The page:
• Dry ingredients:
  • 3.5 cups flour
  • 2 teaspoons baking powder
  • 1 teaspoons baking soda
  • 3/4 teaspoons coarse sea salt
  • 1.5 tablespoons ground ginger
  • 1 teaspoon freshly ground black pepper
  • 2 teaspoons cinnamon
  • 1/4 teaspoon nutmeg
  • 1/8 teaspoons ground cardamom

Wet ingredients:

  • 1/4 cup unrefined coconut oil
  • 1/2 cup light brown sugar, sifted to remove lumps
  • 1/2 cup sugar in the raw
  • 1/2 cup molasses
  • 2 teaspoons vanilla extract
  • 1/2 cup flax eggs (see recipe above)
  • 1/2 cup finely chopped candied ginger

Sift together the flour, baking powder, baking soda, sea salt, ground ginger, pepper, cinnamon, nutmeg, and cardamom to combine.  Set aside.

In a separate bowl with a handheld mixer, cream together the coconut oil, sifted brown sugar, and granulated sugar. Once fully incorporated and fluffed, add the molasses, vanilla, and flax egg mixture, beating until smooth. With the beater on low, slowly add the dry ingredients. If using a handheld mixer with whisk attachment, it may be easier to switch to mixing with your hands at this point. Add in the finely chopped candied ginger combining with your hands or with a spatula.

Mold the cookie dough into two discs, wrap them each in Saran Wrap and refrigerate for 1 hour, or until ready to use. (I’ve found that 1 hour is great because it chills the dough so it’s not too soft to bake but not too hard to roll.

Set the oven to 375 degrees and line a baking sheet with parchment paper.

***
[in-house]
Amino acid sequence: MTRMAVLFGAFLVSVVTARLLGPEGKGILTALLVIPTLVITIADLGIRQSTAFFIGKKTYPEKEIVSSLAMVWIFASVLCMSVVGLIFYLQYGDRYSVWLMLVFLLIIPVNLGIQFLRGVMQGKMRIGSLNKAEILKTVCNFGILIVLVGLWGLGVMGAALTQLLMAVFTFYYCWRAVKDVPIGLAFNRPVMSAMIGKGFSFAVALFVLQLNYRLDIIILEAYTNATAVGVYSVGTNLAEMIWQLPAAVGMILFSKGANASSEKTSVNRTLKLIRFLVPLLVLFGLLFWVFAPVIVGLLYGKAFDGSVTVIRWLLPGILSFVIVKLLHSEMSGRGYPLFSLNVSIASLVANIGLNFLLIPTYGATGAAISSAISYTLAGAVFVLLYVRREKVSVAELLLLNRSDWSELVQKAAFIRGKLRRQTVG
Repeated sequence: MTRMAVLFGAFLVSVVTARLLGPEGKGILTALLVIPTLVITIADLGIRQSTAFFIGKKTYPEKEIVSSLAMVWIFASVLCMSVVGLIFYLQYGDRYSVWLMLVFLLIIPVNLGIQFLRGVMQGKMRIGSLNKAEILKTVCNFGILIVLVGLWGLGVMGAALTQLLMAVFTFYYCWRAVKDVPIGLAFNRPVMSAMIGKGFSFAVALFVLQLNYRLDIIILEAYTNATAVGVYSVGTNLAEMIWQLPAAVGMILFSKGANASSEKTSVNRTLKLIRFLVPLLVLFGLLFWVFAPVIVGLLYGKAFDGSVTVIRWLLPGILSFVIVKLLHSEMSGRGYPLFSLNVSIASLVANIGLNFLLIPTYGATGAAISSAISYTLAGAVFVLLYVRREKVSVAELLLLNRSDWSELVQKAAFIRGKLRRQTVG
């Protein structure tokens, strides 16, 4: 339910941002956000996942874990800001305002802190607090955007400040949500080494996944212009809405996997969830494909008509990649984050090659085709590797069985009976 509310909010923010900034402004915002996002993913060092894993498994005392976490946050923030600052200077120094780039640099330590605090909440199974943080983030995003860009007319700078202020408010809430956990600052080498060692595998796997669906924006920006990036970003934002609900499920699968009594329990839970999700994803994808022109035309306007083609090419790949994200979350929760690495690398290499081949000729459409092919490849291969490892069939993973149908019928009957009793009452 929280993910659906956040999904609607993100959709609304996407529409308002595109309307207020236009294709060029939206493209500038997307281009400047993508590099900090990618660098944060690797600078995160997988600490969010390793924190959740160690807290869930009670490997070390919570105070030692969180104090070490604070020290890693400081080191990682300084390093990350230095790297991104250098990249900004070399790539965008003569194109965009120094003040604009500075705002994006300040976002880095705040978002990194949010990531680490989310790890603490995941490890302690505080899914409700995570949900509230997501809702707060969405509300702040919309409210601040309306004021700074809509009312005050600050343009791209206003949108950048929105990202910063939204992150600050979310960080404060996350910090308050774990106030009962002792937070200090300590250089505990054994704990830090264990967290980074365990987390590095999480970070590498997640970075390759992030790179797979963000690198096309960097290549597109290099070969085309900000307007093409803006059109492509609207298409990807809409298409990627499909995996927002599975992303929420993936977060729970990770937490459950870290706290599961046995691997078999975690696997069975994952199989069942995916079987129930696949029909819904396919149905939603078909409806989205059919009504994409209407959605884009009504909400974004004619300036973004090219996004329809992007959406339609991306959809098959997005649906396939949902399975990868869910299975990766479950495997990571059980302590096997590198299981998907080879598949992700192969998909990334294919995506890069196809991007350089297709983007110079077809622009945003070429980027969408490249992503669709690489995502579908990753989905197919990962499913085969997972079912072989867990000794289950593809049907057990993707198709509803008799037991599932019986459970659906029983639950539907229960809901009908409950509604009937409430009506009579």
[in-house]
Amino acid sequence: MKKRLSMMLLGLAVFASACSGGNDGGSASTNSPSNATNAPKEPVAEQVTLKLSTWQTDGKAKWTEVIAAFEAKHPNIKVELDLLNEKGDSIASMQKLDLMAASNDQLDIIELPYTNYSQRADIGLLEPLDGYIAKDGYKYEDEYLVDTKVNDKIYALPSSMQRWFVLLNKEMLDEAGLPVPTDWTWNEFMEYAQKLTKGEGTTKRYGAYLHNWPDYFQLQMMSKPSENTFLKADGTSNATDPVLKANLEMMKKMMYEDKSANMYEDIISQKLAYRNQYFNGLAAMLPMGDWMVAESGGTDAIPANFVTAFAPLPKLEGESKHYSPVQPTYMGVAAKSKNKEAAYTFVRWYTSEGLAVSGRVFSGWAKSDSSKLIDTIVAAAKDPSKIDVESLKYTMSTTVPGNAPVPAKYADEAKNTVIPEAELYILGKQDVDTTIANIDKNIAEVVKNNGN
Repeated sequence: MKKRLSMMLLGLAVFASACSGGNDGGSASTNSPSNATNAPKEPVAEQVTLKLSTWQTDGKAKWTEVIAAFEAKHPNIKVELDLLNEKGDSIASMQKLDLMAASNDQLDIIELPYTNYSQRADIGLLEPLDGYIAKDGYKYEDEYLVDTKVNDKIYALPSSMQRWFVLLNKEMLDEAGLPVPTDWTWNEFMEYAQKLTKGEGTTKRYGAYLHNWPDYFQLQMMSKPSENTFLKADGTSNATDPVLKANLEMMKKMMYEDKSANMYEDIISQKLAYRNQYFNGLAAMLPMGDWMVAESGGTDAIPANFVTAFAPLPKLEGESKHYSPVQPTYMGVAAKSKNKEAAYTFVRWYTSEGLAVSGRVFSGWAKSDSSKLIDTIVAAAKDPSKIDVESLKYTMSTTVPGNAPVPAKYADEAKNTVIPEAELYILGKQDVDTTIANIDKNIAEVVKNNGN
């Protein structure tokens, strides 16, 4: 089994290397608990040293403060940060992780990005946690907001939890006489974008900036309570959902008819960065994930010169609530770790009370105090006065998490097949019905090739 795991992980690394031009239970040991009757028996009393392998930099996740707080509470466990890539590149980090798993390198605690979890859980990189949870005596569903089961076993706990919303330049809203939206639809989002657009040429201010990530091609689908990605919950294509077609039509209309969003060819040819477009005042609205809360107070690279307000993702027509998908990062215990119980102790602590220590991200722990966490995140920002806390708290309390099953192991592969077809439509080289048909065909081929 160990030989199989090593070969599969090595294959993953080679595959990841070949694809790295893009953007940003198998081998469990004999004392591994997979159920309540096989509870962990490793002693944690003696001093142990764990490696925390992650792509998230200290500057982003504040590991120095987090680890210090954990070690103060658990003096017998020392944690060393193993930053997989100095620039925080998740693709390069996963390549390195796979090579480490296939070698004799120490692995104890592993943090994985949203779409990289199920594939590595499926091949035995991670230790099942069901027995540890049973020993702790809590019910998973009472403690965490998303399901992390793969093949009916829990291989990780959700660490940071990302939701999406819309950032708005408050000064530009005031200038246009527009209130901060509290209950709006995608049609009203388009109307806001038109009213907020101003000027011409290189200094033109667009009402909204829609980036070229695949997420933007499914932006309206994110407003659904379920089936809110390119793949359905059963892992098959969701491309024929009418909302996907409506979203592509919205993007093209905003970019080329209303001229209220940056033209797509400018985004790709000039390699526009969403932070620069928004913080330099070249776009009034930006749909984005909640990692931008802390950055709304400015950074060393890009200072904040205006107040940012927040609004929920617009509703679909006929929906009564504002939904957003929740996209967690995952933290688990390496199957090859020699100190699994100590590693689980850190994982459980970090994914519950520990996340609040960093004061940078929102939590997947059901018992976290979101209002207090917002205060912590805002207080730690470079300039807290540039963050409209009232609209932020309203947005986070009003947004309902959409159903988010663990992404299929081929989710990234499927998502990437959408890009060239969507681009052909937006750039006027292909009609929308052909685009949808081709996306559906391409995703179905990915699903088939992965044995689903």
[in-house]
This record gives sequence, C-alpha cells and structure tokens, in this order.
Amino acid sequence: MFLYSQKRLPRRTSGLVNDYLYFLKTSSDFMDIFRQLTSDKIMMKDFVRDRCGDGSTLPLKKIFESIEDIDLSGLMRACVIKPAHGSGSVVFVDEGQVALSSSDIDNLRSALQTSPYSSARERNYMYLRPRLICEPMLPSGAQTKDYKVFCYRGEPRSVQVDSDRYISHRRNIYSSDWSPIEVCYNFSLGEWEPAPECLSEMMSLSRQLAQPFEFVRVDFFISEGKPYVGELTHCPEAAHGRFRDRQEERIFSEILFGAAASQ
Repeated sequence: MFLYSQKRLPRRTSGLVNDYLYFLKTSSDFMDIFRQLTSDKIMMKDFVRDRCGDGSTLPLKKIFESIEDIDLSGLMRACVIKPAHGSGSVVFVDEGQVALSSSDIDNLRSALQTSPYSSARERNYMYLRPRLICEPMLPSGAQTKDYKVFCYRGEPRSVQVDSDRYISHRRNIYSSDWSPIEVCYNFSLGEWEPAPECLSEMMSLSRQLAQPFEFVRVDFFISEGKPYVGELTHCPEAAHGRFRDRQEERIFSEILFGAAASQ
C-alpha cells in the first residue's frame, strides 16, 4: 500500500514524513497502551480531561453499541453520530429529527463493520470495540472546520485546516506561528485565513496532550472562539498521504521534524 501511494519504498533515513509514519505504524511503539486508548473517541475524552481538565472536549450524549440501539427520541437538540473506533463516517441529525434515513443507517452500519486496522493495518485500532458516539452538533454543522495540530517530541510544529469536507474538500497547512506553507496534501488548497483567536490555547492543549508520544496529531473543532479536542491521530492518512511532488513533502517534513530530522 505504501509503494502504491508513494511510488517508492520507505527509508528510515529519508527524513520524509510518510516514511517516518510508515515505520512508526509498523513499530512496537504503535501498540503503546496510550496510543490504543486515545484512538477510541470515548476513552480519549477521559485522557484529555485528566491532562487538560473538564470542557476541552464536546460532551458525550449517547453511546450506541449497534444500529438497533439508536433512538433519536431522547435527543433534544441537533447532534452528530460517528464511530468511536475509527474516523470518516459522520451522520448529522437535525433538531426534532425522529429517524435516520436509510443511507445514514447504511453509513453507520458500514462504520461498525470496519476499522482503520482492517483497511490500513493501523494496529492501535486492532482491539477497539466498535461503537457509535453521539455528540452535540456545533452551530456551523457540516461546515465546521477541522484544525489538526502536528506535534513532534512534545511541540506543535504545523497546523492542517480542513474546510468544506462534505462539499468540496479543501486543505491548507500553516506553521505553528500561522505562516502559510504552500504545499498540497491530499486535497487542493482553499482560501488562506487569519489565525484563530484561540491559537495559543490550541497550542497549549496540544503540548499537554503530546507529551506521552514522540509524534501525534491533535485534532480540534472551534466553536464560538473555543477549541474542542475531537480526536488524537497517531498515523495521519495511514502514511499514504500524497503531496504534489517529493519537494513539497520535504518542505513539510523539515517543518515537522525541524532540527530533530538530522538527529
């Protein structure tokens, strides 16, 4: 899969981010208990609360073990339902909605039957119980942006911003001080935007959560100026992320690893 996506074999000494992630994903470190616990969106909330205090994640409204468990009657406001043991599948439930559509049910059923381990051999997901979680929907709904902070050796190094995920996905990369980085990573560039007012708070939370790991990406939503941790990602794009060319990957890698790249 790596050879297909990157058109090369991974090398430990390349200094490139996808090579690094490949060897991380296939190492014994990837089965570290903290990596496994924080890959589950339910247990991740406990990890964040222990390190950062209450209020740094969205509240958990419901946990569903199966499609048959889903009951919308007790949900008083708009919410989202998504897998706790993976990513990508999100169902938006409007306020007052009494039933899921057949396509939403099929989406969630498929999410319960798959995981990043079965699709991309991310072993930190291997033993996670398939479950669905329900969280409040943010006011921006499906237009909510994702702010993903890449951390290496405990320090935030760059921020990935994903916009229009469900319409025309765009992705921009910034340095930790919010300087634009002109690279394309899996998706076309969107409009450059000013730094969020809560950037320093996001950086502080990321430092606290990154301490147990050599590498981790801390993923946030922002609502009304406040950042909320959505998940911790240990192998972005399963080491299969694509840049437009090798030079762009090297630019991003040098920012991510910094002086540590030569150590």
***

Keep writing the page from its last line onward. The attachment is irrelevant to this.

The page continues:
Remove one of the discs from the Saran Wrap, and place between two sheets of parchment or wax paper.  Using a rolling pin (or a Saran wrapped wine bottle if you’re the me in my early twenties) roll the dough out into 1/4-1/3 inch thickness depending on how chewy or crunchy you want them (thin=crunchy). Dip the cookie cutter you’re using in flour, and punch out shapes in the dough.  Place on a cookie sheet keeping at least 1/2 inch between each cookie (they won’t spread so don’t worry too much), and bake for 8-10 minutes or until puffed and brown.  Roll the unused dough back into a ball, and roll out again, repeating until all the dough is used. You will need to do this in batches, so keep the dough refrigerated until ready to roll again.

To make the icing:

  • 1/4 cup of water from a can of chickpeas (a can has approx. 1/2 cup water so use half of the can)
  • 1 teaspoon vanilla extract
  • 3 cups powdered sugar
  • Food coloring of choice

In a clean metal bowl with a handheld mixer, beat together the chickpea water (aquafaba) and vanilla extract until completely frothy. Add in the powdered sugar one cup at a time beating until smooth.

Separate the icing into little bowls and mix with food dye until you achieve the desired color. Transfer to Ziploc bags, cut off a tiny piece of the tip of the bag, and pipe onto cookie. Allow at least 20 minutes to dry completely.